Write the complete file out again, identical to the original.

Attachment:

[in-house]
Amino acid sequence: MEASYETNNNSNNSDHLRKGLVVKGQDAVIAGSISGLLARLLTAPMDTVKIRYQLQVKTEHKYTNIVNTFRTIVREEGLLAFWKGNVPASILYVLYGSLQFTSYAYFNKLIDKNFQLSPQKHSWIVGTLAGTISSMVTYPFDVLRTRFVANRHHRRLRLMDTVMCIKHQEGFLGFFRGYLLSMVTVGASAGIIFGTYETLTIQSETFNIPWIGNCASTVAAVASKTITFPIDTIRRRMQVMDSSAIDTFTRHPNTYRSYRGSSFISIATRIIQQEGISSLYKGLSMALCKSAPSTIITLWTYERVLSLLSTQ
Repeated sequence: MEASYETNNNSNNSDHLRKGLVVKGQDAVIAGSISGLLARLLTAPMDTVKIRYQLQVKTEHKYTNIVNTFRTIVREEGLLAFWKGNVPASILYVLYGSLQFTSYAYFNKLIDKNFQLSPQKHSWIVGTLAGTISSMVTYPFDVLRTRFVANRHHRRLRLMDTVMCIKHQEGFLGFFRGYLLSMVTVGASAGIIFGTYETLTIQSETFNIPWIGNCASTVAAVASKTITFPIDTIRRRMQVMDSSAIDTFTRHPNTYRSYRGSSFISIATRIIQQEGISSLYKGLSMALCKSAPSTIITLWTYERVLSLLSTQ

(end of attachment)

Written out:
[in-house]
Amino acid sequence: MEASYETNNNSNNSDHLRKGLVVKGQDAVIAGSISGLLARLLTAPMDTVKIRYQLQVKTEHKYTNIVNTFRTIVREEGLLAFWKGNVPASILYVLYGSLQFTSYAYFNKLIDKNFQLSPQKHSWIVGTLAGTISSMVTYPFDVLRTRFVANRHHRRLRLMDTVMCIKHQEGFLGFFRGYLLSMVTVGASAGIIFGTYETLTIQSETFNIPWIGNCASTVAAVASKTITFPIDTIRRRMQVMDSSAIDTFTRHPNTYRSYRGSSFISIATRIIQQEGISSLYKGLSMALCKSAPSTIITLWTYERVLSLLSTQ
Repeated sequence: MEASYETNNNSNNSDHLRKGLVVKGQDAVIAGSISGLLARLLTAPMDTVKIRYQLQVKTEHKYTNIVNTFRTIVREEGLLAFWKGNVPASILYVLYGSLQFTSYAYFNKLIDKNFQLSPQKHSWIVGTLAGTISSMVTYPFDVLRTRFVANRHHRRLRLMDTVMCIKHQEGFLGFFRGYLLSMVTVGASAGIIFGTYETLTIQSETFNIPWIGNCASTVAAVASKTITFPIDTIRRRMQVMDSSAIDTFTRHPNTYRSYRGSSFISIATRIIQQEGISSLYKGLSMALCKSAPSTIITLWTYERVLSLLSTQ